Weekend pop art: The world really is a Wes Anderson film after all

(image via Instragram (c) Accidentally Wes Anderson)

Who hasn’t wished at one time or another (usually a stultifyingly bland and boring time or another) for the world to be a little more magical or whimsical or quirky?

All of us have, bar those who like things neatly and solidly utilitarian, which is probably why the films of Wes Anderson have found some ensuring, fervent favour among audiences the world over.

Possessed of a uniquely sweet and colourful aesthetic that feels like a fairytale wrapped inside a cartoon and folded into a vibrantly offbeat dream, Anderson’s films may feel like they are the furthest things from real life you could hope to find (though they often deal with some real, substantial issues).

Enter Accidentally Wes Anderson, an Instagram account which displays photos taken across the world which bolster the idea that Wes Anderson and the outside world have more in common than previously thought as Laughing Squid observes:

“Like the films, each site is distinctly colorful, geometric and tends towards the symmetrical mid-20th century ethos.”

It’s worth taking a trip through this most wonderful of accounts, both for the gorgeous pics but also to be reminded that the world can actually be more magical and happily Wes Anderson-ish than you might imagine.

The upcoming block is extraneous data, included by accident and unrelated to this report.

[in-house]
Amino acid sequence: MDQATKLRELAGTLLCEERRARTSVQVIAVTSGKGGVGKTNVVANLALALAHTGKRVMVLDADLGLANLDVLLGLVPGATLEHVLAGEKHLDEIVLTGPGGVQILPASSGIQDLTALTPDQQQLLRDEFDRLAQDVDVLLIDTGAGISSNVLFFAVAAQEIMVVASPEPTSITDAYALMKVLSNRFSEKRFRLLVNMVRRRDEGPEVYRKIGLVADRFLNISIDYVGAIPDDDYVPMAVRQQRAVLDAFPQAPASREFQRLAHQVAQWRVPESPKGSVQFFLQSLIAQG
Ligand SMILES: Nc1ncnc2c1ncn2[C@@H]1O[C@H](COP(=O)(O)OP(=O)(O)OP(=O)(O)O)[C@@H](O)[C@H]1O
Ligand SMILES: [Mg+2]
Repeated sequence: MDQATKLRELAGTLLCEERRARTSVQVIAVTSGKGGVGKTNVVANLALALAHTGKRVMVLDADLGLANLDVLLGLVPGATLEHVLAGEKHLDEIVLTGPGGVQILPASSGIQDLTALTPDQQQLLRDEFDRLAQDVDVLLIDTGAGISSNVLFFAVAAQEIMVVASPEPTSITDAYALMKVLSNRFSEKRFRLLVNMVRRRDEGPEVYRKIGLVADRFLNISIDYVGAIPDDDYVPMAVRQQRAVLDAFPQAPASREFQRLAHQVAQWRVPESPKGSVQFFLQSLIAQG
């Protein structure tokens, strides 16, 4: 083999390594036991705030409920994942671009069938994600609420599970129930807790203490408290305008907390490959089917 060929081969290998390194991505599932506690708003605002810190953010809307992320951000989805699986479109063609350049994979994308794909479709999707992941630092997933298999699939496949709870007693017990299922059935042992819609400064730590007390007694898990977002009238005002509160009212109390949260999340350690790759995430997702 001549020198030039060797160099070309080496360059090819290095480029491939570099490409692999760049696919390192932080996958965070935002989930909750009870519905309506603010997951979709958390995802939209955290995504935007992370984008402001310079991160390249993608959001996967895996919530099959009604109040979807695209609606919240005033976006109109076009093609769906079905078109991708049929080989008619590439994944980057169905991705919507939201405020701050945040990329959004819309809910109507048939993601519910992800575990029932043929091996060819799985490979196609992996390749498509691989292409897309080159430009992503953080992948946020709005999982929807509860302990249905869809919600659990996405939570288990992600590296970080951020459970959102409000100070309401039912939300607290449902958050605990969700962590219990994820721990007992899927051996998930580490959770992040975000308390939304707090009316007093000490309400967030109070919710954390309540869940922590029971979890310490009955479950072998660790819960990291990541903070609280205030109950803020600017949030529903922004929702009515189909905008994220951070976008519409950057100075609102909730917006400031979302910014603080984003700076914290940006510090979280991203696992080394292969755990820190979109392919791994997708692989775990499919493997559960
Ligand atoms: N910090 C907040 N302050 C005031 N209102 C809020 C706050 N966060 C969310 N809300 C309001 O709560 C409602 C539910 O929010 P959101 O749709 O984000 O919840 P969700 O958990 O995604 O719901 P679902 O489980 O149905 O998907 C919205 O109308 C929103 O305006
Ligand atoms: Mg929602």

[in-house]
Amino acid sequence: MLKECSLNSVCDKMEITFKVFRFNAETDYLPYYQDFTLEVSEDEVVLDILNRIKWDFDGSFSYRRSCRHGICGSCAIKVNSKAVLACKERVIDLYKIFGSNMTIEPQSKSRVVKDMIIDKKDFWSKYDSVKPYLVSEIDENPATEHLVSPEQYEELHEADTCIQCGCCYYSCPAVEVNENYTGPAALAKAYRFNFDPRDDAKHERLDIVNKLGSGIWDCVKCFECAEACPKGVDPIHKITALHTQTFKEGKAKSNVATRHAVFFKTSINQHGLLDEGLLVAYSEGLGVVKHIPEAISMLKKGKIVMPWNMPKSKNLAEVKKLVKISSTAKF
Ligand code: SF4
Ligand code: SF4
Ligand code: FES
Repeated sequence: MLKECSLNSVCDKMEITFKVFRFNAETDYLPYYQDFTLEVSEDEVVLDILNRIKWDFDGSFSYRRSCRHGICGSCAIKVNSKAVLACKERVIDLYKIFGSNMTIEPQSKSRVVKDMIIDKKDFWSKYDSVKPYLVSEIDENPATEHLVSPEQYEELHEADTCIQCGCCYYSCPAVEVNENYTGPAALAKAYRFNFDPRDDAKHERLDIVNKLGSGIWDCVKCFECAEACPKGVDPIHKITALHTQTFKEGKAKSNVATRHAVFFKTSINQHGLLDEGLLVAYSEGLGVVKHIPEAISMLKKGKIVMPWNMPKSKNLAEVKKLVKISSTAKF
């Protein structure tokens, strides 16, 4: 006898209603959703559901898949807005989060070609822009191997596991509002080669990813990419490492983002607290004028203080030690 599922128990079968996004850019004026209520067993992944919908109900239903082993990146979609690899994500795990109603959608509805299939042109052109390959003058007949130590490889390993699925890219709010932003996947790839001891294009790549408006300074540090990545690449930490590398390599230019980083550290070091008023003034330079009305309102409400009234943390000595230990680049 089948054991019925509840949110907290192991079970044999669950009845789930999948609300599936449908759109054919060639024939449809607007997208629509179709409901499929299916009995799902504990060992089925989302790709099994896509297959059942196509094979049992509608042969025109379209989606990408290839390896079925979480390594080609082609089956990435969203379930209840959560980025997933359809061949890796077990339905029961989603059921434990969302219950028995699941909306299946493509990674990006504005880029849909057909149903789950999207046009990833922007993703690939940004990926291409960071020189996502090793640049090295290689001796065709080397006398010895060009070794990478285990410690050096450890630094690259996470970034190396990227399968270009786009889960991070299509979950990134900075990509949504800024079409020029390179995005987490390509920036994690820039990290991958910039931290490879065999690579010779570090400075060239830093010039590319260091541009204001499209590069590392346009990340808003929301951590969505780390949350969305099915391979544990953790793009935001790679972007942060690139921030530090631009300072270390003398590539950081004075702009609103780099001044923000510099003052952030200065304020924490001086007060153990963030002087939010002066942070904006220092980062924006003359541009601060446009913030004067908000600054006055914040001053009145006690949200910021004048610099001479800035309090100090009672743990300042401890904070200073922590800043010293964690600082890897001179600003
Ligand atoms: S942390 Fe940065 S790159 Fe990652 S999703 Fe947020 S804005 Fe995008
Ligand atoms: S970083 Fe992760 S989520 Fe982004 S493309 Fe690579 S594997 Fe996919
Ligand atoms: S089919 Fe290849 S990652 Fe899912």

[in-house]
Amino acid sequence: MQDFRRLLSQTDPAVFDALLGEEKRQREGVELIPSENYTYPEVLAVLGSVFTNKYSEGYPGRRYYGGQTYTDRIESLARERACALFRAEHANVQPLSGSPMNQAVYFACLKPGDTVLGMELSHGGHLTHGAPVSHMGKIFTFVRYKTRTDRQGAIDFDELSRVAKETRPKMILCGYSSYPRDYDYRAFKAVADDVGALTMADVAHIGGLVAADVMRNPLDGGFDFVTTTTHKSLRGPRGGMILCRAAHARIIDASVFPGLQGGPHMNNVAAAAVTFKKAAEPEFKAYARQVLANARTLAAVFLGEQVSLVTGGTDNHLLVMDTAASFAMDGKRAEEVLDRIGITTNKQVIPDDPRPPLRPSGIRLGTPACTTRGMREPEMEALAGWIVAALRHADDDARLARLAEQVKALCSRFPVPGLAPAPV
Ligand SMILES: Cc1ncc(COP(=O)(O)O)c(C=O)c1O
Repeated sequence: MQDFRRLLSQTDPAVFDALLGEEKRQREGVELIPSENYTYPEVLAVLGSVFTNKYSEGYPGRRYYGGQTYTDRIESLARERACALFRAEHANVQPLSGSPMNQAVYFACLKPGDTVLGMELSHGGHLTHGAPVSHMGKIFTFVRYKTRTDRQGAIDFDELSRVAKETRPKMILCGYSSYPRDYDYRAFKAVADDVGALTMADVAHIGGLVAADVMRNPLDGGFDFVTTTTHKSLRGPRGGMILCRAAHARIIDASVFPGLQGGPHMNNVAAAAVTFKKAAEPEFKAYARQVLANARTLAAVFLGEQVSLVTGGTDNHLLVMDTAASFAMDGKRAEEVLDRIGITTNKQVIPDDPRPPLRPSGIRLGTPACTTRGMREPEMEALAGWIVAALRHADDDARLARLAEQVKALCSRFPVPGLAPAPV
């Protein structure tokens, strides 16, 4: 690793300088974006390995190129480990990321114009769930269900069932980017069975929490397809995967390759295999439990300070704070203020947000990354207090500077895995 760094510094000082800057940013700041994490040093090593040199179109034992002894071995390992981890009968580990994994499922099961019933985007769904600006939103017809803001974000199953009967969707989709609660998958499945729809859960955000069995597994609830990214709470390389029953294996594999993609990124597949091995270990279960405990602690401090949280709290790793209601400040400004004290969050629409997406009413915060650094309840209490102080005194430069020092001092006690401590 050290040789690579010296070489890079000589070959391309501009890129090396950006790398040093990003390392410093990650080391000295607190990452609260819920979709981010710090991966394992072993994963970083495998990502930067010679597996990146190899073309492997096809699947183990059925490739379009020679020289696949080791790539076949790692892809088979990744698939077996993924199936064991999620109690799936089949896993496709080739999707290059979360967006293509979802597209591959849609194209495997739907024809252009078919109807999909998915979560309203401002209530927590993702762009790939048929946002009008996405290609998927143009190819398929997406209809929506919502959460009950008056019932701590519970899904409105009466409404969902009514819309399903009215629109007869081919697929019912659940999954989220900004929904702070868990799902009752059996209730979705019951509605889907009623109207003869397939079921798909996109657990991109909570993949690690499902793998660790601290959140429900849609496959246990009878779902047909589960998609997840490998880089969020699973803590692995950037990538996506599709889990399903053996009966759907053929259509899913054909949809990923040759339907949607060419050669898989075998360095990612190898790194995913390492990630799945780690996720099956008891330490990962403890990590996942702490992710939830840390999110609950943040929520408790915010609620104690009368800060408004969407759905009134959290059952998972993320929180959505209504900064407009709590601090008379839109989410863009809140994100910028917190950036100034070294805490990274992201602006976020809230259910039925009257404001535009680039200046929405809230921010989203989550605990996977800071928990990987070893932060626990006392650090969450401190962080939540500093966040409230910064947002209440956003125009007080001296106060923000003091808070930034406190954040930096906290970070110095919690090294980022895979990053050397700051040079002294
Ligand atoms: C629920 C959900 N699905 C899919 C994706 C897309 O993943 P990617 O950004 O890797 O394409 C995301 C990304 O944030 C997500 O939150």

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________________________ Tender Buttons | New York, New York | c. 1964 • Sometimes there’s no telling where a lunch break will lead you. For Diana Epstein, a New York book editor, her midday meander in the 1960s led her to a button shop on East 77th Street and unknowingly to a 34-year career in the button business. Soon after her button search, Epstein founded Tender Buttons – the eclectic shop dedicated exclusively to buttons of all shapes, sizes, and designs • On the day Epstein set out to find some new buttons, she was an accomplished career woman with the inkling that the editorial world might not be for her. When she made it to the button shop, she discovered that the owner had passed away and the store was closed. On a whim, she purchased the shop — along with its entire inventory of buttons dating back to the 1930s • Weeks later, a young antiques restorer, Millicent Safro, stopped by the shop and a partnership quickly blossomed between the two. The women went into business together, naming the shop Tender Buttons after the 1914 Gertrude Stein book of the same name. Within four years, they relocated to their current address at ​143 East 62d Street • Buttons of all varieties filled the store. So too did celebrities. The shop became so popular that many actors, writers, and fashion designers were counted as regulars. Epstein soon wove her love of books with her love of buttons when she published three books on the subject, the first aptly titled “Buttons”, co-written by Safro • Epstein passed away in 1998, but Safro continued to carry on their passion for buttons until the shop closed in September. Their love of the little creations lives on in the pages of their books, their customers, and the memory of their charming button shop on the East Side • Know more? Please comment below! • ?: @messynessychic ?: “Don’t be a Tourist in New York” by @messynessychic • ✍: @kelly.murray ?: @wikipedia + @nytimes + idiosyncraticfashionistas.blogspot.com • #AccidentallyWesAnderson​ ​#AccidentalWesAnderson​ ​#WesAnderson​ ​#VscoArchitecture​ #Archigram #Symmetrical #TravelCommunity #Thebigapple #NYCgo #NewYorkCity #UpperEastSide #UES #ButtonShop